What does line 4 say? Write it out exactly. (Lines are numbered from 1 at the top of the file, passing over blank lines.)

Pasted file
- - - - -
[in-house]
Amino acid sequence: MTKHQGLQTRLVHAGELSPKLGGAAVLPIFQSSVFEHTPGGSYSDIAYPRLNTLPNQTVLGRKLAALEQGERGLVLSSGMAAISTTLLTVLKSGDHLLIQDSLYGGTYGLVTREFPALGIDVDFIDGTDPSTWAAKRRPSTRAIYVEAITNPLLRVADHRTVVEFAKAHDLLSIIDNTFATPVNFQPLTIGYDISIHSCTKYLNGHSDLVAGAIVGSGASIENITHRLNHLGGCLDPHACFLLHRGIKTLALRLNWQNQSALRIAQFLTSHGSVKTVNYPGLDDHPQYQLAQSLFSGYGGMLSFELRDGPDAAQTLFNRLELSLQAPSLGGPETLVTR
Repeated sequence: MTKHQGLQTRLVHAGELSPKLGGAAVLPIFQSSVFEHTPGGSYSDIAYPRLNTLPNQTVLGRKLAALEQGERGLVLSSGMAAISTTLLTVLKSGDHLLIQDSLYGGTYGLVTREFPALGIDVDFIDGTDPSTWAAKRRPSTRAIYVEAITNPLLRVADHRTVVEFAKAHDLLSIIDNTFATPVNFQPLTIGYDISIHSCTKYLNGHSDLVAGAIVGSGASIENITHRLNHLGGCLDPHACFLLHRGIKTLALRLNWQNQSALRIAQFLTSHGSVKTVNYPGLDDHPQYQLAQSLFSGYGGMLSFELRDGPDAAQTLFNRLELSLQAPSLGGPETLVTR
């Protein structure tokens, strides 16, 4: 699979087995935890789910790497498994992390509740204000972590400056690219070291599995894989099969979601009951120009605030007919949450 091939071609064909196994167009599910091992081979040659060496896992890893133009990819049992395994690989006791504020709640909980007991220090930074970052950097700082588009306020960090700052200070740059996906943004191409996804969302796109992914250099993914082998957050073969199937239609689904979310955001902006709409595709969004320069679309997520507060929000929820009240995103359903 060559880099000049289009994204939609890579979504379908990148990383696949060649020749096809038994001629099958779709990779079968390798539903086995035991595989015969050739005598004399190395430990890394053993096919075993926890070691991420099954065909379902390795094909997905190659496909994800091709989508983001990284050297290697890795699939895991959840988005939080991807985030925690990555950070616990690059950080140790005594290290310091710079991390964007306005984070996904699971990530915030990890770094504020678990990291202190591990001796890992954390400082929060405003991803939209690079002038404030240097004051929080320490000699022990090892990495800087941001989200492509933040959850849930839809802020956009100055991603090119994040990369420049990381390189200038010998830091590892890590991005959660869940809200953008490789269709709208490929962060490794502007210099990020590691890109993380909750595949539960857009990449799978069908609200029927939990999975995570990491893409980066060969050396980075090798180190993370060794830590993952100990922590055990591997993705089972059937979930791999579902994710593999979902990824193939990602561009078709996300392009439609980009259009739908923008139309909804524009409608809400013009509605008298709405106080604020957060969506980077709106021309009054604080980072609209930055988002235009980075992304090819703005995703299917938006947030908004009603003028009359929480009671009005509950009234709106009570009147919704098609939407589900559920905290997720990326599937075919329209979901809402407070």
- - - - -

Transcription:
């Protein structure tokens, strides 16, 4: 699979087995935890789910790497498994992390509740204000972590400056690219070291599995894989099969979601009951120009605030007919949450 091939071609064909196994167009599910091992081979040659060496896992890893133009990819049992395994690989006791504020709640909980007991220090930074970052950097700082588009306020960090700052200070740059996906943004191409996804969302796109992914250099993914082998957050073969199937239609689904979310955001902006709409595709969004320069679309997520507060929000929820009240995103359903 060559880099000049289009994204939609890579979504379908990148990383696949060649020749096809038994001629099958779709990779079968390798539903086995035991595989015969050739005598004399190395430990890394053993096919075993926890070691991420099954065909379902390795094909997905190659496909994800091709989508983001990284050297290697890795699939895991959840988005939080991807985030925690990555950070616990690059950080140790005594290290310091710079991390964007306005984070996904699971990530915030990890770094504020678990990291202190591990001796890992954390400082929060405003991803939209690079002038404030240097004051929080320490000699022990090892990495800087941001989200492509933040959850849930839809802020956009100055991603090119994040990369420049990381390189200038010998830091590892890590991005959660869940809200953008490789269709709208490929962060490794502007210099990020590691890109993380909750595949539960857009990449799978069908609200029927939990999975995570990491893409980066060969050396980075090798180190993370060794830590993952100990922590055990591997993705089972059937979930791999579902994710593999979902990824193939990602561009078709996300392009439609980009259009739908923008139309909804524009409608809400013009509605008298709405106080604020957060969506980077709106021309009054604080980072609209930055988002235009980075992304090819703005995703299917938006947030908004009603003028009359929480009671009005509950009234709106009570009147919704098609939407589900559920905290997720990326599937075919329209979901809402407070």